Every passport in the world is said to feature a varying shade of either red, green, black or blue…
LONDON — Have you ever wondered why your passport is red, while others are the colours that they are? Okay, probably not. Nevertheless, there is much more to it than you might think.
According to Hrant Boghossian, the vice-president of Arton Group, which runs the interactive passport database Passport Index, the shade of each national passport is derived from just four main colours: Red, green, blue or black. Although, “within each colour hue, we see vast variations”, he told Business Insider.
There are, in fact, many passport colours. While the International Civil Aviation Organization (ICAO) dictates the rules governing how passports must appear (including their size and format), individual governments around the world can choose the colour and design of their national document and, Boghossian said, there are “many possible scenarios” that explain why each country selects a certain colour.
Some countries choose a certain colour to distinguish itself and reflect their unique identity, such as Switzerland, whose passport is bright red. Singapore’s bears a bright reddish cover, while Canada’s temporary passport book for travellers in need of emergency travel documents has a white cover. The United States passport jacket has seen several changes in colour, from red to green and now, to blue.
The passport books for countries within the European Union (EU) tend to be burgundy, while countries from Caricom (Caribbean Community and Common Market) use blue, possibly for geographical or political reasons.
“Some could argue that the burgundy red is due to a past communist history,” said Boghossian, and that blue passports may be symbolic of the New World for countries in North America, South America and Oceania. “The passport of Turkey has changed to burgundy as it hopes to join the EU,” he also claimed.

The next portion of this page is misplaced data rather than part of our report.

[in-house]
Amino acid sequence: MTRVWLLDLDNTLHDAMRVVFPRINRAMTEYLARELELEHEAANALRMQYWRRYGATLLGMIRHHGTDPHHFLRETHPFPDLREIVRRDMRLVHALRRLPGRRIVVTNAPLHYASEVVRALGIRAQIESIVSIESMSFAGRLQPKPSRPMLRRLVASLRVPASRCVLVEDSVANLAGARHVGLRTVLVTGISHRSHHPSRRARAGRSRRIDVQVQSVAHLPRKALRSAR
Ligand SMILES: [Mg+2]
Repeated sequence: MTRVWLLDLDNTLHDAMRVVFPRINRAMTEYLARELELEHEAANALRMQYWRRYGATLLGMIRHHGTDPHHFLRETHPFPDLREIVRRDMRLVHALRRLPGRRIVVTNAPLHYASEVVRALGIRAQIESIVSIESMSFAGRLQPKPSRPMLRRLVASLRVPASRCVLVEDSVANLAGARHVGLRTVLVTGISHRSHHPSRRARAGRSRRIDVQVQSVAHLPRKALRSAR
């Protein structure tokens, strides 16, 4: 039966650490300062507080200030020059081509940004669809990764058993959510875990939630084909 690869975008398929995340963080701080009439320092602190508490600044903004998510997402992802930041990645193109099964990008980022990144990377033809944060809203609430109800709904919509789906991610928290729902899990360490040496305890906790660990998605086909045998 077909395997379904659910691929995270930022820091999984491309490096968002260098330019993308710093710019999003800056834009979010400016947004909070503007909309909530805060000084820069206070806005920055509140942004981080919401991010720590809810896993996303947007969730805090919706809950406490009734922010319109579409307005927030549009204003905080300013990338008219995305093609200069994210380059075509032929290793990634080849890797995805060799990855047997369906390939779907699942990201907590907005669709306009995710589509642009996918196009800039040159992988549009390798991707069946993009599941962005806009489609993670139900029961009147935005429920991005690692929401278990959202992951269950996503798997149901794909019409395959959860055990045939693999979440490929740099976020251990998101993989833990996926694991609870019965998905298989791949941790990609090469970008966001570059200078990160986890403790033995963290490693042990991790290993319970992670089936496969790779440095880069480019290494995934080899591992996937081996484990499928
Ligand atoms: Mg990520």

For others, the chosen passport colour may be religiously significant, such as in Muslim countries including Morocco, Pakistan and Saudi Arabia, where their passports are different shades of green. “Most Islamic states use green passports because of the importance of the colour in their religion,” Boghossian said.
Green is believed to have been a favourite colour of the Prophet Muhammad, is “a symbol of nature and life”, and is seen on several of the national flags of Islamic countries such as Afghanistan and Iran.
The choice of colour for a country’s passport, though potentially influenced by culture and history, also comes down to practicality and availability.
“Passport production is a highly controlled process and only few companies around the world are doing it,” Boghossian said.
The cardstock used for passport covers is “usually supplied by a third party” and “only comes in certain colour variations to meet the required standards”, he added.
While the colour of passport books may be limited to shades of red, green, blue and black, its design is said to be “entering an exciting age” with several countries incorporating special features into their passports.
Some, including those used by citizens of Canada, Britain, the US and China, feature “hidden” artwork on their pages that appear under UV light. Norway’s sleek new passports, designed by Neue Design Studio, are offered in either white, turquoise or red, and its pages feature minimalist interpretations of the country’s most striking landscapes and scenery, including the Northern Lights phenomenon which appears when placed under UV light. In 2012, Finland introduced a feature in its passport, where images in the bottom of its pages turn into a running moose when travellers flip through their passport. THE DAILY TELEGRAPH